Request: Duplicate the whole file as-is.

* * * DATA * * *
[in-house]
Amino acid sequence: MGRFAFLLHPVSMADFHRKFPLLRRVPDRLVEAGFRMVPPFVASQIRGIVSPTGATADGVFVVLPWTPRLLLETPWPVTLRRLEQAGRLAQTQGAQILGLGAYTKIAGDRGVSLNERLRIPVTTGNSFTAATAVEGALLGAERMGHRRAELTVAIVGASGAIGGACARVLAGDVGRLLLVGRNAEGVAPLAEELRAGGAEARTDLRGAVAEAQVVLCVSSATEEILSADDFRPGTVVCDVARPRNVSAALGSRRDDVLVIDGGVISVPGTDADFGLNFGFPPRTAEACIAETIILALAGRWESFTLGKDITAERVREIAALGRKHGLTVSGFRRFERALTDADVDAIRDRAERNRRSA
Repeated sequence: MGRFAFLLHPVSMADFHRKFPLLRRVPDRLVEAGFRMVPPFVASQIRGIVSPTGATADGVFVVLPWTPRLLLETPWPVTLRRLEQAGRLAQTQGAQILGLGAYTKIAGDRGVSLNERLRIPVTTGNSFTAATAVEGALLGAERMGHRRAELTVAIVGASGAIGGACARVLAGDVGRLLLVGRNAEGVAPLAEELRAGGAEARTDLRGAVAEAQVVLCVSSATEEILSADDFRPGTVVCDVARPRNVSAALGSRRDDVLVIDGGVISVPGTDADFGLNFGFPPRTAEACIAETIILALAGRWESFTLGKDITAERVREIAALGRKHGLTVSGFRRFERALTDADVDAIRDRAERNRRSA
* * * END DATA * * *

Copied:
[in-house]
Amino acid sequence: MGRFAFLLHPVSMADFHRKFPLLRRVPDRLVEAGFRMVPPFVASQIRGIVSPTGATADGVFVVLPWTPRLLLETPWPVTLRRLEQAGRLAQTQGAQILGLGAYTKIAGDRGVSLNERLRIPVTTGNSFTAATAVEGALLGAERMGHRRAELTVAIVGASGAIGGACARVLAGDVGRLLLVGRNAEGVAPLAEELRAGGAEARTDLRGAVAEAQVVLCVSSATEEILSADDFRPGTVVCDVARPRNVSAALGSRRDDVLVIDGGVISVPGTDADFGLNFGFPPRTAEACIAETIILALAGRWESFTLGKDITAERVREIAALGRKHGLTVSGFRRFERALTDADVDAIRDRAERNRRSA
Repeated sequence: MGRFAFLLHPVSMADFHRKFPLLRRVPDRLVEAGFRMVPPFVASQIRGIVSPTGATADGVFVVLPWTPRLLLETPWPVTLRRLEQAGRLAQTQGAQILGLGAYTKIAGDRGVSLNERLRIPVTTGNSFTAATAVEGALLGAERMGHRRAELTVAIVGASGAIGGACARVLAGDVGRLLLVGRNAEGVAPLAEELRAGGAEARTDLRGAVAEAQVVLCVSSATEEILSADDFRPGTVVCDVARPRNVSAALGSRRDDVLVIDGGVISVPGTDADFGLNFGFPPRTAEACIAETIILALAGRWESFTLGKDITAERVREIAALGRKHGLTVSGFRRFERALTDADVDAIRDRAERNRRSA